@ Jack Burrows: Not Trying Too Hard, Though...
<< As a proud legally gun toting Texas >>
'Texan', I presume you meant. Or maybe you meant you were a gun, and you were toting Texas? But then the 'legally' gives us a problem... I'll go with 'Texan'.
<< First allow me to clarify a few items for our brothers and sisters on the other side of the pond. >>
Please do. We're always happy to be corrected by 'higher forms of American'.
<< First, our Constitution guarantees those of us in the U.S. the right to keep and bear arms and clearly states that the government cannot restrict said right. >>
Yes, we know.
<< ...our Founding Fathers (treasonous rebels to you Brits) >>
No, not *us* Brits. Maybe the Brits in the 18th Century (back when the treasonous rebels considered themselves Brits, too - you do know Paul Revere never said "the British are coming", don't you?)...
But not us. Believe it or not, by 2008 most of us have pretty much come to terms with the fact that USA is now a country in its own right. The ones who haven't are imperialist throwbacks. I think it's fair to say that most Americans have a grip on the modern situation too. Not all, apparently, but most.
<< This right was important enough to them to ensure that, if necessary, the people would have the means to revolt against the government >>
Aye. Dread to think what sort of government you think would warrant that, though, since the current shower apparently don't.
<< Your statement is a simple illustration of the British mentality that the U.S. needs to come to your aid when the chips are down. >>
The US *needs* to do nothing, and I don't think the British expect anything of the sort. I could go down the line of asking you to name the countries that stood by you (at least, whose politicians stood by you) when you decided to go conquer Iraq. I know a lot of Americans - the higher form, usually - like to think of the US as being above global affairs. They're the sort of people who make big noise about how they don't care what other countries think. Maybe they don't - but some of them seem to put a great deal of energy into making sure everyone knows it...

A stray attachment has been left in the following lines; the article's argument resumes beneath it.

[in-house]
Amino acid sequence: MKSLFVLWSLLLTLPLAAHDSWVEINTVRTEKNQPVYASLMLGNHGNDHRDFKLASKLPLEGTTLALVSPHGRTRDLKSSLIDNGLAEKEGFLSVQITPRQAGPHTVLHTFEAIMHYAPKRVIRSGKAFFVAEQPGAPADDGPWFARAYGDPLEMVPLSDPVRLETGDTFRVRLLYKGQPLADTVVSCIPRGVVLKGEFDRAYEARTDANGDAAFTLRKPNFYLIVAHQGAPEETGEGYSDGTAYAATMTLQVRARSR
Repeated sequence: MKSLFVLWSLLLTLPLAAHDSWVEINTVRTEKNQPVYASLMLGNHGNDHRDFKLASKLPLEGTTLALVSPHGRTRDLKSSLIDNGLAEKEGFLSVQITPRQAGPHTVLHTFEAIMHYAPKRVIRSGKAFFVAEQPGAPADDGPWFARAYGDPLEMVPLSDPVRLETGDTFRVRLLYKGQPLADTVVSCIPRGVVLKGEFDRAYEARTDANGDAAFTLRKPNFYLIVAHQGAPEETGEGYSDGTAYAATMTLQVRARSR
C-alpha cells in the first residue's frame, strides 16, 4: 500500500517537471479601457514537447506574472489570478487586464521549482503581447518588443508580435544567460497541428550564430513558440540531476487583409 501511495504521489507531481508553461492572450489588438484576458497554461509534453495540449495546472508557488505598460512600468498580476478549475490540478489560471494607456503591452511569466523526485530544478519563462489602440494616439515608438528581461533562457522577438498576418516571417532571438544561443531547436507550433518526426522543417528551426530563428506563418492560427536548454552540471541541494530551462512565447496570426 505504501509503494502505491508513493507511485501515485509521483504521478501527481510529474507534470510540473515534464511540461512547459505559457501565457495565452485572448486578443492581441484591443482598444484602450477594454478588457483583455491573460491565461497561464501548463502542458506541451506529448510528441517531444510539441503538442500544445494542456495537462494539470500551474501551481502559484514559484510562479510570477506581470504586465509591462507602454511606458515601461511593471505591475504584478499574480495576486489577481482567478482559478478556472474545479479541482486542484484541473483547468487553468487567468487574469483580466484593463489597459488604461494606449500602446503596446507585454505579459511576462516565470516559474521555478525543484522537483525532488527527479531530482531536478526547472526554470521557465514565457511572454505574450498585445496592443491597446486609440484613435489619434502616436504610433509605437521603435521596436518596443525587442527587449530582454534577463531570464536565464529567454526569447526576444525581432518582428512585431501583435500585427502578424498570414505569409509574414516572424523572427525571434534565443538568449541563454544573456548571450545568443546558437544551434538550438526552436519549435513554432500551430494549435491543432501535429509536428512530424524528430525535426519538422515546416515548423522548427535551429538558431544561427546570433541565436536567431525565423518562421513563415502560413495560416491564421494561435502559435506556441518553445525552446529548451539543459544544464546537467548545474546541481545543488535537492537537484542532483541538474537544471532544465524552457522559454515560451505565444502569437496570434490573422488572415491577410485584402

The thing is - and since I'm a Brit you can take my word for this - empires rise and fall. When our empire fragmented, we ended up in a reasonably good position. We still had - and still have - fairly good relations with most of our former territories. Sure, there's a bit of rivalry and even a little resentment in some quarters even now - but by and large we get on pretty well. The existence of the Commonwealth is testament to that.
The USA might not need anyone right now. You might be above the rest of us. You're rich. You're powerful. The world looks up to you. No-one's the Boss Of You, we know. But things change. And it might be worth considering an insurance policy. If the Sun does ever set on the American Empire, you might be thankful that you kept a few people on side.
<< A few of my favorite quotes from history: >>
It pains me that I can't remember who to thank for one of my favourite quotes from history, any time I'm confronted with an insecure American on an anti-British rant. The quotee, whoever it was, was a woman lecturing a similarly puffed-up American on the War of Independence as a great British victory. When he sputtered his indignation, she explained that since the War was fought by British colonists against a German king employing German mercenaries, it was difficult to see what else it could be called.
Anyway, methinks the 'higher form of American' here doth protest too much. I think most of the people here who've stopped to think about it have acknowledged at least that the actual ownership of guns is entirely legal in the area in question. The American right to own guns isn't at issue, so probably didn't need this fervent a defence. The American *attitude* to guns (or rather, the attitude of some Americans to guns) is an issue - but that's because, for a lot of other nations, that attitude is so utterly alien. For an alarmingly large number of you, they're not merely essential tools to ensure the people's control over the government: they're *idols*. I think that's what worries a lot of Americans and foreigners alike.
Now, since I've said before I can't really understand what makes this article 'news', I'm not going to start telling you what the point is here. There really isn't one other than, like I said, giving the anti-religionists yet another feeble excuse to bash. I certainly don't think the point is to denigrate Americans. Just, maybe, a certain type - perhaps a 'higher form' - of American.